Samurai Fiction

Well, I’ve been yammering on a lot about Visual Kei lately, in case it slipped your notice. I like working in these weird thematic clumps; I geuss I just get struck with these bouts of incurable inspiration– For example, I’m just drowning in a mouth-frothing fervor over writing about Samurai just now. Like how we get cravings for chocolate cake or grapefruit juice.

Yeah, it’s the truth: I’m totally into Samurai movies. A couple of years ago I watched the epically lengthy cowboy flick Magnificent Seven, which is a wild-west rendition of Kurosawa Akira’s masterpiece The Seven Samurai. I really enjoyed both movies, and I thought that Magnificent Seven captured the characters well. And, of course, there’s no more typical Western mirror for Japanese history than cowboys and Samurai. Generally I’m a fan of Kurosawa’s films, partly because I’m a big fan of Mifune Toshiro, who acts in a lot of them. If I could choose to be anyone else, I would probably pick him.

I also added an aside to my rant on emo culture earlier about Miyavi’s Kabuki-rock project. Although “kabuki rock” is sort of Miyavi’s little brain-child, there’s  common ground where many bands meet, and I like to call it “SamuPan”– in plain English, Samurai Punk. Stop chuckling- it’s true. Japanese rockers consciously interact with their famously honorable warrior culture by rocking out in various modes of Samurai-ness. The best of both worlds. Today I’m going to review a film that takes it to the next level: rockers actually playing Samurai.


Although there are a lot of excellent (and otherwise) Samurai films out there, I’m always looking for something that’s really interesting. Anybody can run around howling and wielding extremely sharp weapons and get us pumped up and ready to hack at the first thing that comes along, but I’m talking about some real spice that sets one ancient feud apart from another.

I discovered one which deserves much noise made in its honor. *fanfare* Samurai Fiction (1998)distributed by Pony Canyon [which also takes charge of the exotic Jrock duo LM.C]. The film was the first full-length feature by director Nakano Hiroyuki, who was established as the director of music-videos for MTV Japan. This is apparent in particular scenes that are brief, but dreamlike and strange with no character movement or dialogue taking place, set under a dramatic music score.

Samurai Fiction begins when the aloof swordsman Kazamatsuri, warden of the ancestral sword of the Iga Clan, steals the sword and leaves the Clan. The Clan head’s young son (in the lovely passion of youth! The daring days of youth! The reckless– ok, we get it) gets the uppity idea to chase after Kazamatsuri and retrieve the sword. The rest of the film follows both men in their clashes and reprieves.

The other area in which we see homage to the director’s MTV-heritage is in the casting of musician Hotei Tomoyasu
in the villainous role of Kazamatsuri Rannosuke. Hotei composed and performed the entire musical-score for the film, and it was his acting debut.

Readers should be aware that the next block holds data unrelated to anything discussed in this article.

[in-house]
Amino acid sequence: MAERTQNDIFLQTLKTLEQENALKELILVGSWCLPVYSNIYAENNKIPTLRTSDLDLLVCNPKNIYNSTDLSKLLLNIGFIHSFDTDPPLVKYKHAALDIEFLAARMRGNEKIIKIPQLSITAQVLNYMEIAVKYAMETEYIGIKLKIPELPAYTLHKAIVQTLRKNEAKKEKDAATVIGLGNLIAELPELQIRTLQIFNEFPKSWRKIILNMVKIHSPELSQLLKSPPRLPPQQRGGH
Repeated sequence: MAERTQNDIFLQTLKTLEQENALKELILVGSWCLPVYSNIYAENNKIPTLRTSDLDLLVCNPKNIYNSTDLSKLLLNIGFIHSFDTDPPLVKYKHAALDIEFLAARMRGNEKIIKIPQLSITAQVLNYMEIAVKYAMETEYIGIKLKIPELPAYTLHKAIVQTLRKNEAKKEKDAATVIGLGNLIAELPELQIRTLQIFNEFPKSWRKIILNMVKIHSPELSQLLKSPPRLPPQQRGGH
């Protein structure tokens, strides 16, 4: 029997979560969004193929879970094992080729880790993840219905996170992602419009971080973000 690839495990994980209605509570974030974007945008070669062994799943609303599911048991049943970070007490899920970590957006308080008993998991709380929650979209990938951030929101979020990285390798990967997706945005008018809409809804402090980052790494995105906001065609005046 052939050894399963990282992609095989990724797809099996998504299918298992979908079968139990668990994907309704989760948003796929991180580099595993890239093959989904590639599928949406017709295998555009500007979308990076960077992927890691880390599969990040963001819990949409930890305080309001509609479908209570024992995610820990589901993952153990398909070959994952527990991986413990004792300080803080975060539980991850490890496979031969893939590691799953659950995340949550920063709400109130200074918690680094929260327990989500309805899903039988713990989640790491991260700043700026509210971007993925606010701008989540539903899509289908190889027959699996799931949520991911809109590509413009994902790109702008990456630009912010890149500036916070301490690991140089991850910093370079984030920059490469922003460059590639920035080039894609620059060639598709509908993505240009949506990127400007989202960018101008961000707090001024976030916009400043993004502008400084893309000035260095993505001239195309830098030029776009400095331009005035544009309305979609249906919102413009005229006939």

After Kagen No Tsuki, I’ve about had my fill of 2-hour-long music video acting-debuts, but Samurai Fiction soon revealed that I had nothing to worry about! The musical-score was quite awesome. Mainly rock with some heavy
guitar-wailing courtesy of our villain, paired quite nicely with some taiko (Japanese drums) tracks where appropriate, and a few licks in honor of Clint Eastwood’s cowboy flicks. (*heh hem*)

The film itself was an exceptionally awesome piece bowing to famous Samurai productions such as the acclaimed Kurosawa’s masterpieces. The film, although shot in 1998, is done entirely in classic black and white, except for some special situations. Such as. There is no gore– nope, not a spec of crimson blood (and certainly no fountains exploding from graphically punctured arteries). However, we are not entirely cheated! Whenever someone is cut down by a masterful katana stroke, the screen flashes red, and we shudder….punctured arteries exploding in our deep, wounded conscious….

The film is also intended to be a comedy. And honestly…it’s the first Japanese comedy I have ever watched and
actually laughed really really hard at! It was truly hilarious! Many aspects of SF and lots of the characters (especially
the frantic young protagonist) were almost parodies of the same movies that inspired it. And it is as skillfully done as the finest episodes of School Rumble! (yes…I did just pull that comparison out of no where… actually it has nothing in common with School Rumble except for its wild abandon in hilarity and awesomeness).

The acting was great, and contrary to this wounded psychology’s concerns around acting-debuts… It was actually Hotei’s appearance on screen that caused much heightening of attentiveness– his portrayal of the totally awesome, aloof, brimming-with-badass-ness was completely perfect, and you could totally expect him to draw his katana and have it do like Transformers and morph into super-sleek guitar and then everyone watching would start rocking out along with.

If you have any pride as a samurai-movie-lover, you will acquire this masterpiece ASAP and do not just yourself, but all of us, a huge favor. Both parody and tip of the hat to the great Samurai films of the century, Samurai Fiction is the perfect blend of comedy and action, and is perfectly acceptable to watch with your mom.

Gacktpause, over and out.